Susan, 47 år, Afhængig
As I sit here collecting my thoughts, and looking at statistics, the statistics are overwhelming - an estimated 27.8 million Children of Alcoholics live in the United States.
Of those, about 11 million are under the age of 18.
My son falls into this category.
I can't even begin to tell you what the statistics were back when I was a child, or even if anyone really cared to keep track.
What matters is now.
Now we keep track, now there isn't as big of a stigma, now there are all kinds of help available, and support groups.
Now we care.
That is what really matters.
I remember as a very young girl riding in the car with my mother who was clearly intoxicated, stating to myself “I will never drink”.
And making that statement “I will never smoke”.
I can't tell you how many times over the course of my childhood that I made those statements.
Many times the result of witnessing or experiencing something a child should never have to experience or witness.
What became pretty clear to me about 9 years old was that my family was different than others.
We were not the Waltons.
Yes, I grew up in a nice neighborhood, in a nice town, in a nice home.
And I had two parents, who, when not drinking were nice people.
You would never know from looking in that it wasn't everything that it appeared.
I need to clarify my parents-my mother was an alcoholic who was also addicted to Valium.
She was the non-functional one of the house, and at any given moment could become verbally, emotionally, and physically abusive.
My dad, on the other hand, was a big strapping Irish man.
His motto was “Work Hard, Play Hard”.
He was a functional alcoholic, was a successful businessman, had strong work ethics, never missing a day of work and was never home.
The funny thing is, as a child growing up I would continuously say that I never wanted to be like my mother.
I accepted my dad the way he was.
Yes, he was distant, but he never hurt me in any other way.
I had my first intoxication at 13 years old.
No one really confronted it.
Irish family ... lots of beer.
Had my first DWI at 18 years old.
No one confronted it ... I was a normal kid.
One month later I had a serious car accident in which I came pretty close to killing my friend and myself.
No one confronted it ... because I was a “chip off the old block”
(My dad was known to be a little mischievous).
The very things I said I would never do, I began to do.
I started drinking because I liked how it made me feel.
It made me happier, smarter, braver, and prettier.
It made me forget the things I wanted to forget.
With the alcohol, I started to smoke cigarettes.
That became and is a bad habit in my life today.
I got married because that is what I was supposed to do.
Which I drank more over, as it was not what I had in mind.
Not Waltons in our home.
Then I was blessed with my biggest blessing in my life and that was the birth of our son.
One year and one week later my mom passed away from cancer.
Guess what I was thinking at her funeral?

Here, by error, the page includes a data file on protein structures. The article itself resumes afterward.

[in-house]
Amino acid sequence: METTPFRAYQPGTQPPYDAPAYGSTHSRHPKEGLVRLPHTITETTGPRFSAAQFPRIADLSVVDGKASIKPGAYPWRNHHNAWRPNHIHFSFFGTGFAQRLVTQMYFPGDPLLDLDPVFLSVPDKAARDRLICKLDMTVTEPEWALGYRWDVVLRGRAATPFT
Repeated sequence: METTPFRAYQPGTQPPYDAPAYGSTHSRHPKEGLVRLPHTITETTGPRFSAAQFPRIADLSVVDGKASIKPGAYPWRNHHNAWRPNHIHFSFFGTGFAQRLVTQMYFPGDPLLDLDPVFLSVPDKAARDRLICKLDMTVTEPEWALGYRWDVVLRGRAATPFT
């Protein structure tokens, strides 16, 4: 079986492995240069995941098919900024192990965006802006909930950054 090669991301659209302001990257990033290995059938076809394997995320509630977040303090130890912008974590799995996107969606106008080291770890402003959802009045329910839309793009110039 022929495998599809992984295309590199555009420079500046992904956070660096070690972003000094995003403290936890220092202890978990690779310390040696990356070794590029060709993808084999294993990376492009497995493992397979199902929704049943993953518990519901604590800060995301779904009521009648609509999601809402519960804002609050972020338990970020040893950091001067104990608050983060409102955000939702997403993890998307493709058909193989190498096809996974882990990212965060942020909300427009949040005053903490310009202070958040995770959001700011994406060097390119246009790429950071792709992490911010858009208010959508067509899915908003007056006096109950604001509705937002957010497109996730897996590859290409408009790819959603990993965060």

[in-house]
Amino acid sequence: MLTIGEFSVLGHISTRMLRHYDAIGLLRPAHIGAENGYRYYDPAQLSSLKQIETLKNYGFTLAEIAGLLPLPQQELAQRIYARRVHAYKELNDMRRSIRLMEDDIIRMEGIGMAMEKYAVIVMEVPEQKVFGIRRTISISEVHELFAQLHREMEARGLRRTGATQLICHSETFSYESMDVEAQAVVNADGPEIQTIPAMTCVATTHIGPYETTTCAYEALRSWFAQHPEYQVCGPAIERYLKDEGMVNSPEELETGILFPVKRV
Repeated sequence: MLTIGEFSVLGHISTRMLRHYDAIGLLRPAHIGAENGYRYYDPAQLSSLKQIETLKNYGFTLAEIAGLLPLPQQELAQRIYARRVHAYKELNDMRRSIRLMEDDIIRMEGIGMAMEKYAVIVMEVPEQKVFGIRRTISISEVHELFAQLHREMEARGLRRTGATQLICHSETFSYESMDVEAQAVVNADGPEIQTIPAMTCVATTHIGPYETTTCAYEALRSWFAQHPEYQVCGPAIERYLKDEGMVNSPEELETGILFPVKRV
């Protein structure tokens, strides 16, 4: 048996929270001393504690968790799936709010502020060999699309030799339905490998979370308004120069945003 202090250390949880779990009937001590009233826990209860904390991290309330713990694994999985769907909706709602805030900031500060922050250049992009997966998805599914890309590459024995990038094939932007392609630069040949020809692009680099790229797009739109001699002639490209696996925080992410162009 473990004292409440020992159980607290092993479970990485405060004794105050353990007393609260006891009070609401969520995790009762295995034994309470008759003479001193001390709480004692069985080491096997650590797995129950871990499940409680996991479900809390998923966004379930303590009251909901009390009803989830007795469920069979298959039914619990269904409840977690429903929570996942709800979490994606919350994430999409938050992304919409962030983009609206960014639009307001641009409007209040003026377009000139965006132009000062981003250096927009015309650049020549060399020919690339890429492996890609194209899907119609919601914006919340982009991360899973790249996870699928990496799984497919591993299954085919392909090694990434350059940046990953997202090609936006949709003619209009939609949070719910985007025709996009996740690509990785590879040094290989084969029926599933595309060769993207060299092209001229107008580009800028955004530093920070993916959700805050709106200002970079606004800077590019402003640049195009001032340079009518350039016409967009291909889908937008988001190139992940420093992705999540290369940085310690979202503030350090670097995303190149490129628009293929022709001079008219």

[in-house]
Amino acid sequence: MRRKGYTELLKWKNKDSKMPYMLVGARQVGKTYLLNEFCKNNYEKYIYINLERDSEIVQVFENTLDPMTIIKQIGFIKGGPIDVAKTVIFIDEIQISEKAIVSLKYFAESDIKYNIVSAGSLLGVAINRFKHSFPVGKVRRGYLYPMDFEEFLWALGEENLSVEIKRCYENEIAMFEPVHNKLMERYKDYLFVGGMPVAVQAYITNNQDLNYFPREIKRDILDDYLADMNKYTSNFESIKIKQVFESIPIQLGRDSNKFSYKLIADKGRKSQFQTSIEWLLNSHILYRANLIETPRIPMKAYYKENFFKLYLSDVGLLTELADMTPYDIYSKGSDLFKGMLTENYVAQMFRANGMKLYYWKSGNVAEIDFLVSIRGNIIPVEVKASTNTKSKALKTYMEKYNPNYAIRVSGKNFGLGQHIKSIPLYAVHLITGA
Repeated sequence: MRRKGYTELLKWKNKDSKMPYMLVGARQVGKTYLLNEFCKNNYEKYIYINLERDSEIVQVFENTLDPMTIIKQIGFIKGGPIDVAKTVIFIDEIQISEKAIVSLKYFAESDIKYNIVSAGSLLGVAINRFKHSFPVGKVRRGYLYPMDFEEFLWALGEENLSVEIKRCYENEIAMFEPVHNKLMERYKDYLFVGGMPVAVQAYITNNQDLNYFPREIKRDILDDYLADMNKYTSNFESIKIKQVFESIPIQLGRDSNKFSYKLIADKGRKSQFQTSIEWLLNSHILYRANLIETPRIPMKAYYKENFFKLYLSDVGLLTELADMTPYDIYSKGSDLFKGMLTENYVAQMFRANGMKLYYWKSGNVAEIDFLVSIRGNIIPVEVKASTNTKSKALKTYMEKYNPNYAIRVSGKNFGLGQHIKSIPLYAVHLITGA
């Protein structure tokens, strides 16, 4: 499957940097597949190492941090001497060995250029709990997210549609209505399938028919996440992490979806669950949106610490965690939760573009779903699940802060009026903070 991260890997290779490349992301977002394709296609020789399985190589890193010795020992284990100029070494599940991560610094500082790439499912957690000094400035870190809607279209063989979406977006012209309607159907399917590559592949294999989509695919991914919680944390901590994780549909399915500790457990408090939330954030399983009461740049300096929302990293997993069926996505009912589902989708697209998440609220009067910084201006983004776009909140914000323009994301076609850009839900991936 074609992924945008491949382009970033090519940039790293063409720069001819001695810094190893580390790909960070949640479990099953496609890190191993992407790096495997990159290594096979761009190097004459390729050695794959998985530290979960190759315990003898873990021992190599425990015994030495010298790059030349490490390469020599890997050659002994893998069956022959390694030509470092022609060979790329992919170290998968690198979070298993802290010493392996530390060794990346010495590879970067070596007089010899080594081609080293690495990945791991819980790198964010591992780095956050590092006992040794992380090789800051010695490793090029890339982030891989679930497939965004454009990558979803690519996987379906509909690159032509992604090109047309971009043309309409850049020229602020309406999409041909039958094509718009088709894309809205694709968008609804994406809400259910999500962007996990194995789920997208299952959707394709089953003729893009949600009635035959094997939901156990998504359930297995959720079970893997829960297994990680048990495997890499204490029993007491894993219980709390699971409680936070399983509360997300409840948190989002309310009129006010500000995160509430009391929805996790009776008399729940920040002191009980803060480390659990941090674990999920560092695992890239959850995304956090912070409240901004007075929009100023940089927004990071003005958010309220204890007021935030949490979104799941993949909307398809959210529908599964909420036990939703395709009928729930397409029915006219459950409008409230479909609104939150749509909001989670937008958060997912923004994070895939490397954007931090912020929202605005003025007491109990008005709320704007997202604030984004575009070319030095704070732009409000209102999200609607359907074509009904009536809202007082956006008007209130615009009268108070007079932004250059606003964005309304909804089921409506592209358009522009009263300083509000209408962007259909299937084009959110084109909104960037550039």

I am not going to die like my mother ... angry, lonely, sad and lost.
So, four months later I left my husband.
So, here I was a single mom with no education and a serious drinking problem.
Not that I would admit that at that time.
Always thinking “I wasn’t going to be like my mother”.
In many respects I wasn't.
I didn't physically abuse my child, however, now I do know that I emotionally hurt him.
I had to experience a lot in those first six years of his life.
More importantly, he had to witness and experience things a child should never have to experience and witness.
In January of 1994, I entered treatment for my alcoholism.
Some of my motivating factors being that I love my son and you can guess …”I didn't want to be like my mother”.
I have come to understand and love my mother for who she was.
She was an alcoholic who was afraid to get help.
Not that society was accepting of it back them.
Most importantly, I know that in many ways I am not like her, as I found the fellowship.
As I write this today, I am 9 years sober and my son is 17 years old.
My father is now 7 years without a drink.
He did not think he was an alcoholic, as he had never had a DWI like my mother and I.
It was two months after he made that statement to me that he indeed got a DWI.
He has not drunk since then.
For that I am grateful.
My son, well, I have been sober longer than he can recall my drinking.
I like to think we have open communication between us. I
have worked with people with chemical dependency issues for the last 8 years; therefore, we have had many discussions.
With him asking many questions.
He's been to meetings with me, knows my sober support network well.
He is bright, funny, kind, loving, and has a wonderful personality.
You see, I see all this in him; however, he doesn't feel it about himself.
He was just suspended from school because his mother found him getting high before school and reported it.
Therefore, he spent his 17th birthday at the principal's office.
All I know in my heart is that I love my son.
And I don't want him to be like his mother.
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